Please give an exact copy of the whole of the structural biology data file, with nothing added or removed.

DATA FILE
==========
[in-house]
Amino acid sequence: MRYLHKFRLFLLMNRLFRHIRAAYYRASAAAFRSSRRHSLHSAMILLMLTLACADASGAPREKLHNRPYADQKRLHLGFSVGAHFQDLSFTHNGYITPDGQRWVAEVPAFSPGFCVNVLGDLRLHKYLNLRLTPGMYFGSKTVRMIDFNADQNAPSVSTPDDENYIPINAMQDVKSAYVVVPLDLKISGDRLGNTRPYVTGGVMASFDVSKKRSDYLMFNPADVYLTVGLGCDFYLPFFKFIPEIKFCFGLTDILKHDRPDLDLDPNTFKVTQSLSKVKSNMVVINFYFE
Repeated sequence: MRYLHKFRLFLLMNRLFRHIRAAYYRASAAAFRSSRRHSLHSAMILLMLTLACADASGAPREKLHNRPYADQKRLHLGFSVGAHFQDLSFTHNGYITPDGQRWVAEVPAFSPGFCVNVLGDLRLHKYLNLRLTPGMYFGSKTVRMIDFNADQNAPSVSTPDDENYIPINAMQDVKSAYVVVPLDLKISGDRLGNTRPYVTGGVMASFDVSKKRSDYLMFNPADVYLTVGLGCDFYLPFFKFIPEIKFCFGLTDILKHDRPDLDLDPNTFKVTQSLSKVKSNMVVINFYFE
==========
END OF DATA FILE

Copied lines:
[in-house]
Amino acid sequence: MRYLHKFRLFLLMNRLFRHIRAAYYRASAAAFRSSRRHSLHSAMILLMLTLACADASGAPREKLHNRPYADQKRLHLGFSVGAHFQDLSFTHNGYITPDGQRWVAEVPAFSPGFCVNVLGDLRLHKYLNLRLTPGMYFGSKTVRMIDFNADQNAPSVSTPDDENYIPINAMQDVKSAYVVVPLDLKISGDRLGNTRPYVTGGVMASFDVSKKRSDYLMFNPADVYLTVGLGCDFYLPFFKFIPEIKFCFGLTDILKHDRPDLDLDPNTFKVTQSLSKVKSNMVVINFYFE
Repeated sequence: MRYLHKFRLFLLMNRLFRHIRAAYYRASAAAFRSSRRHSLHSAMILLMLTLACADASGAPREKLHNRPYADQKRLHLGFSVGAHFQDLSFTHNGYITPDGQRWVAEVPAFSPGFCVNVLGDLRLHKYLNLRLTPGMYFGSKTVRMIDFNADQNAPSVSTPDDENYIPINAMQDVKSAYVVVPLDLKISGDRLGNTRPYVTGGVMASFDVSKKRSDYLMFNPADVYLTVGLGCDFYLPFFKFIPEIKFCFGLTDILKHDRPDLDLDPNTFKVTQSLSKVKSNMVVINFYFE